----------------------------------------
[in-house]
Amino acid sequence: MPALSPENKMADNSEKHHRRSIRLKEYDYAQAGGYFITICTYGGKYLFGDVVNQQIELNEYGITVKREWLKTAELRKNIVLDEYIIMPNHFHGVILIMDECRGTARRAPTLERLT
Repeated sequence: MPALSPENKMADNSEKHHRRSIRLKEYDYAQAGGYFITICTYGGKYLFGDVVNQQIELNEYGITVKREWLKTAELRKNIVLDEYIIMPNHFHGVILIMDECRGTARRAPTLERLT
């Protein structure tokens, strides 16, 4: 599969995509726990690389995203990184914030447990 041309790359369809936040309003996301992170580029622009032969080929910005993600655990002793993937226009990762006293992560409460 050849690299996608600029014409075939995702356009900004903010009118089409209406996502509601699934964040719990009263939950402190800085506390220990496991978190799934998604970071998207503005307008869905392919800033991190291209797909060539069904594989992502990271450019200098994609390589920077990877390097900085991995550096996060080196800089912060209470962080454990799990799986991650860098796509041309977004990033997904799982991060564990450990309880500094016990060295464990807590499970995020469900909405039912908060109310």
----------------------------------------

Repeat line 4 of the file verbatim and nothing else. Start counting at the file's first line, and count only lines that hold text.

């Protein structure tokens, strides 16, 4: 599969995509726990690389995203990184914030447990 041309790359369809936040309003996301992170580029622009032969080929910005993600655990002793993937226009990762006293992560409460 050849690299996608600029014409075939995702356009900004903010009118089409209406996502509601699934964040719990009263939950402190800085506390220990496991978190799934998604970071998207503005307008869905392919800033991190291209797909060539069904594989992502990271450019200098994609390589920077990877390097900085991995550096996060080196800089912060209470962080454990799990799986991650860098796509041309977004990033997904799982991060564990450990309880500094016990060295464990807590499970995020469900909405039912908060109310």